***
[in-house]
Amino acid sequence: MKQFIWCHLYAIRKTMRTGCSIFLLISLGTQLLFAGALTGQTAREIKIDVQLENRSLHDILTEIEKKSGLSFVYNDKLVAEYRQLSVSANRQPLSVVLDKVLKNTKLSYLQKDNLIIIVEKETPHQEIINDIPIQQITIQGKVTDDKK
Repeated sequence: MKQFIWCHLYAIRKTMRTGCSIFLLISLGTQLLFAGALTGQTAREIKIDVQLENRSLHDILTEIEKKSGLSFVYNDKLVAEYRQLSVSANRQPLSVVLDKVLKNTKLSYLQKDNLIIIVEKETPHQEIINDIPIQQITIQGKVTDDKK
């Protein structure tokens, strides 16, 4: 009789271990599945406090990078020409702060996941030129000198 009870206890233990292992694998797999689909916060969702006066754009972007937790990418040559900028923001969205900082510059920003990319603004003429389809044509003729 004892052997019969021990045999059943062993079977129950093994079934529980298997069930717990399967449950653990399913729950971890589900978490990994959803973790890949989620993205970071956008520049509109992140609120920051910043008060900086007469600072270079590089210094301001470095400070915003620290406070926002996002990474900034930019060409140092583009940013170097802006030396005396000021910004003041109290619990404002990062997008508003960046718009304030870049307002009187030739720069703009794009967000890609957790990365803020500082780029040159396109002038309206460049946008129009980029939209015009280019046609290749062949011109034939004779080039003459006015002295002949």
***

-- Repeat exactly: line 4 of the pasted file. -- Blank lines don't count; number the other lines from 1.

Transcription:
């Protein structure tokens, strides 16, 4: 009789271990599945406090990078020409702060996941030129000198 009870206890233990292992694998797999689909916060969702006066754009972007937790990418040559900028923001969205900082510059920003990319603004003429389809044509003729 004892052997019969021990045999059943062993079977129950093994079934529980298997069930717990399967449950653990399913729950971890589900978490990994959803973790890949989620993205970071956008520049509109992140609120920051910043008060900086007469600072270079590089210094301001470095400070915003620290406070926002996002990474900034930019060409140092583009940013170097802006030396005396000021910004003041109290619990404002990062997008508003960046718009304030870049307002009187030739720069703009794009967000890609957790990365803020500082780029040159396109002038309206460049946008129009980029939209015009280019046609290749062949011109034939004779080039003459006015002295002949």